A fifth at risk of negative equity

New figures suggest that a large percentage of Brits may be forced to stay in their current property whether they like it or not.

Research from fairinvestment.co.uk found that 21 per cent of UK mortgage holders borrowed a mortgage loan to value (LTV) of 90 per cent or more – meaning they are now at risk of negative equity thanks to the house price slump.

Even more worryingly, three per cent managed to get 125 per cent mortgages before the financial climate took a turn for the worse, while five per cent took out a mortgage for between 101 and 125 per cent of the value of their homes.

Many will find that they will pay back more than their home is worth and will be forced to stay in their homes or risk losing thousands of pounds in equity.

Fairinvestment.co.uk chartered financial planner Sharon Bratley explained that homeowners face a tough situation.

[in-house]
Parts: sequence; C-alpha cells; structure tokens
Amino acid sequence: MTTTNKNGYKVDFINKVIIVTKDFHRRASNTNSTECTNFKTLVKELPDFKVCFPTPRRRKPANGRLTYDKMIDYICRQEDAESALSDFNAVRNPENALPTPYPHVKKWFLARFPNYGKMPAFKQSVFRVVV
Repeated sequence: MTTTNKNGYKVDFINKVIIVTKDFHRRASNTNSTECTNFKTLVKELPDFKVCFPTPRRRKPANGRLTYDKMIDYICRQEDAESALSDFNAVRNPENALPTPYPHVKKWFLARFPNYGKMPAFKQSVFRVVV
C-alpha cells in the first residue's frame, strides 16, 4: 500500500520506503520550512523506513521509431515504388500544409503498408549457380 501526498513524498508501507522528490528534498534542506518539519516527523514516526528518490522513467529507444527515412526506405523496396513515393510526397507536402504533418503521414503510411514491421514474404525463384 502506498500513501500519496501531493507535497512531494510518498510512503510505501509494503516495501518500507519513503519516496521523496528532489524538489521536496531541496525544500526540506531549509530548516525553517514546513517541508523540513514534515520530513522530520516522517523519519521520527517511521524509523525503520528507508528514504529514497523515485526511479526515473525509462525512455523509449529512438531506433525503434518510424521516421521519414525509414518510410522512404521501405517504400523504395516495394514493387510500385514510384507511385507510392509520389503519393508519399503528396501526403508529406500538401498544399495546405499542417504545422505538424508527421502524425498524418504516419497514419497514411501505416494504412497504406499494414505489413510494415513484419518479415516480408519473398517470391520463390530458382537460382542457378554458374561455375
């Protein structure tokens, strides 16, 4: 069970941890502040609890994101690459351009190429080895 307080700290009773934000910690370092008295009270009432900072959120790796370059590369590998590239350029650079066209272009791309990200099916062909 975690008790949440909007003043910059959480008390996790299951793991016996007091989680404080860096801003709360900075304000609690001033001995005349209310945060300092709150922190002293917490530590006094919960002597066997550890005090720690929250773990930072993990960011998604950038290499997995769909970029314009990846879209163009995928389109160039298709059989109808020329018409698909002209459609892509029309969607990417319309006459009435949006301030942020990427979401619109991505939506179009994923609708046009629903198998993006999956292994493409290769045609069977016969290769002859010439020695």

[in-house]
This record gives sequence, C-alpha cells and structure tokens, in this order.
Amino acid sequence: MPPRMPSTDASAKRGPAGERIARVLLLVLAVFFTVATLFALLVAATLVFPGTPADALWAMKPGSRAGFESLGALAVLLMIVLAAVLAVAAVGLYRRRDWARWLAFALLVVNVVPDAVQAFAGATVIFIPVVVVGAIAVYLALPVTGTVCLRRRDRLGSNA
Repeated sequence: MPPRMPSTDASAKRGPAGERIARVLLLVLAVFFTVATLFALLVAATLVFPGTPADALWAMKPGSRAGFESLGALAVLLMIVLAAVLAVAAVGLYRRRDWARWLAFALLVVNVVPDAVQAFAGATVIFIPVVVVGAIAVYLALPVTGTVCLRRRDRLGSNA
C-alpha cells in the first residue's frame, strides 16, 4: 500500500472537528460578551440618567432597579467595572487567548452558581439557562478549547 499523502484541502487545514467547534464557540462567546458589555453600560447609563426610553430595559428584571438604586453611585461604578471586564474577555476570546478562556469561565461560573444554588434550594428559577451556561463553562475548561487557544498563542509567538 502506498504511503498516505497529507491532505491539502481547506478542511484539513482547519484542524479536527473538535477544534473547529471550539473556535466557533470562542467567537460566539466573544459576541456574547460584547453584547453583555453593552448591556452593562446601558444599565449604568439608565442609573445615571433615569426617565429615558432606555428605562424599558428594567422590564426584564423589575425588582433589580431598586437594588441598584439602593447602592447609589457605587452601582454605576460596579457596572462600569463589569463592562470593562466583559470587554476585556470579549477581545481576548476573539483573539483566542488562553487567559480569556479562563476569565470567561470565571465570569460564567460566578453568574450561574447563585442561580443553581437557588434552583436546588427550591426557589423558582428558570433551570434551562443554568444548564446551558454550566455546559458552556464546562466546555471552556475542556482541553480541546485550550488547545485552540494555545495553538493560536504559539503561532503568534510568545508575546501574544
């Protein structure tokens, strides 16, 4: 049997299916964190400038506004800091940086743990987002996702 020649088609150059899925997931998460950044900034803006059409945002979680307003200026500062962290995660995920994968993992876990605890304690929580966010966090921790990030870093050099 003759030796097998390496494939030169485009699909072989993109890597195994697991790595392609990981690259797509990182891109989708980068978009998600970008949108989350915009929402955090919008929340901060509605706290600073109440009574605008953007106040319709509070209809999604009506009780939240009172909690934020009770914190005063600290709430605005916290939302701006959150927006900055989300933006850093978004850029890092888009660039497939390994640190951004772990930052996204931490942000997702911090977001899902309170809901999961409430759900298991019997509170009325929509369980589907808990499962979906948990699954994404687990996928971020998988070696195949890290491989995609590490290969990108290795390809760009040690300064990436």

"Our statistics show that, although the days of high LTVs are now in the past, there are a number of mortgage holders out there who did borrow more than 90 per cent of their homes value," she said.

"These homeowners could now be at risk of negative equity as house prices continue to come down, particularly if they bought their house within the last three years."

Those who find they have to wait things out until the market recovers may consider improving their home to add value and functionality to it in the interim.

Adding a conservatory or dining room extension can give a property a new dimension as well as add value, if done properly.